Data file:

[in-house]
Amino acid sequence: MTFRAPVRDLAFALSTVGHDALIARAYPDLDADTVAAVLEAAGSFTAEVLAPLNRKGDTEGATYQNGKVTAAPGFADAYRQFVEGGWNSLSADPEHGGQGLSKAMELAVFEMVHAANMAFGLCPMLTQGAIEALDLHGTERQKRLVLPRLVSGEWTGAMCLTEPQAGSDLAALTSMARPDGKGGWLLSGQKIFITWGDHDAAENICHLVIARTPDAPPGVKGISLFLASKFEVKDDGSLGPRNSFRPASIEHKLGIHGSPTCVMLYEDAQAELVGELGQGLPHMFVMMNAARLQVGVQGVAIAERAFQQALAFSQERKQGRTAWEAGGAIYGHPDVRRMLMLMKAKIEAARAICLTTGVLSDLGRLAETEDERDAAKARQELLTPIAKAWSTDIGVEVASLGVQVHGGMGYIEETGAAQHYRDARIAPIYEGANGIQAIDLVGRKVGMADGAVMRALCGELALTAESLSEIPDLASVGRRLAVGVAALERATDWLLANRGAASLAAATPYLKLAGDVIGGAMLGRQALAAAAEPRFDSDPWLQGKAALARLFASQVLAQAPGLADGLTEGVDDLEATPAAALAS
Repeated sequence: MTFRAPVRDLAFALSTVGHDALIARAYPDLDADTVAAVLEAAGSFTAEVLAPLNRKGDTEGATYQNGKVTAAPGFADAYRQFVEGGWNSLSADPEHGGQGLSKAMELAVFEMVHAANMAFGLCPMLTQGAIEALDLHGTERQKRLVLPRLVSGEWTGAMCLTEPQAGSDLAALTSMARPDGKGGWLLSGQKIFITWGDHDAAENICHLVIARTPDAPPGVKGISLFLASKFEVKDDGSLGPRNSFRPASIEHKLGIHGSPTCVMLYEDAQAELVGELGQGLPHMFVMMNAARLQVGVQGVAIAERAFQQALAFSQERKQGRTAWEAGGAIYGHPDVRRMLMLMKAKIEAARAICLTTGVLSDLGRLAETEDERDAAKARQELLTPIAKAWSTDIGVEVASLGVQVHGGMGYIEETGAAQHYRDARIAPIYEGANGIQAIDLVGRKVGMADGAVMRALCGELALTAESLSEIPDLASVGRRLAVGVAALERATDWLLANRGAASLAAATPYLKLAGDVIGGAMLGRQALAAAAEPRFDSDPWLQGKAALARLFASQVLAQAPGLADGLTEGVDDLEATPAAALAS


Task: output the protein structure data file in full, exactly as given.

[in-house]
Amino acid sequence: MTFRAPVRDLAFALSTVGHDALIARAYPDLDADTVAAVLEAAGSFTAEVLAPLNRKGDTEGATYQNGKVTAAPGFADAYRQFVEGGWNSLSADPEHGGQGLSKAMELAVFEMVHAANMAFGLCPMLTQGAIEALDLHGTERQKRLVLPRLVSGEWTGAMCLTEPQAGSDLAALTSMARPDGKGGWLLSGQKIFITWGDHDAAENICHLVIARTPDAPPGVKGISLFLASKFEVKDDGSLGPRNSFRPASIEHKLGIHGSPTCVMLYEDAQAELVGELGQGLPHMFVMMNAARLQVGVQGVAIAERAFQQALAFSQERKQGRTAWEAGGAIYGHPDVRRMLMLMKAKIEAARAICLTTGVLSDLGRLAETEDERDAAKARQELLTPIAKAWSTDIGVEVASLGVQVHGGMGYIEETGAAQHYRDARIAPIYEGANGIQAIDLVGRKVGMADGAVMRALCGELALTAESLSEIPDLASVGRRLAVGVAALERATDWLLANRGAASLAAATPYLKLAGDVIGGAMLGRQALAAAAEPRFDSDPWLQGKAALARLFASQVLAQAPGLADGLTEGVDDLEATPAAALAS
Repeated sequence: MTFRAPVRDLAFALSTVGHDALIARAYPDLDADTVAAVLEAAGSFTAEVLAPLNRKGDTEGATYQNGKVTAAPGFADAYRQFVEGGWNSLSADPEHGGQGLSKAMELAVFEMVHAANMAFGLCPMLTQGAIEALDLHGTERQKRLVLPRLVSGEWTGAMCLTEPQAGSDLAALTSMARPDGKGGWLLSGQKIFITWGDHDAAENICHLVIARTPDAPPGVKGISLFLASKFEVKDDGSLGPRNSFRPASIEHKLGIHGSPTCVMLYEDAQAELVGELGQGLPHMFVMMNAARLQVGVQGVAIAERAFQQALAFSQERKQGRTAWEAGGAIYGHPDVRRMLMLMKAKIEAARAICLTTGVLSDLGRLAETEDERDAAKARQELLTPIAKAWSTDIGVEVASLGVQVHGGMGYIEETGAAQHYRDARIAPIYEGANGIQAIDLVGRKVGMADGAVMRALCGELALTAESLSEIPDLASVGRRLAVGVAALERATDWLLANRGAASLAAATPYLKLAGDVIGGAMLGRQALAAAAEPRFDSDPWLQGKAALARLFASQVLAQAPGLADGLTEGVDDLEATPAAALAS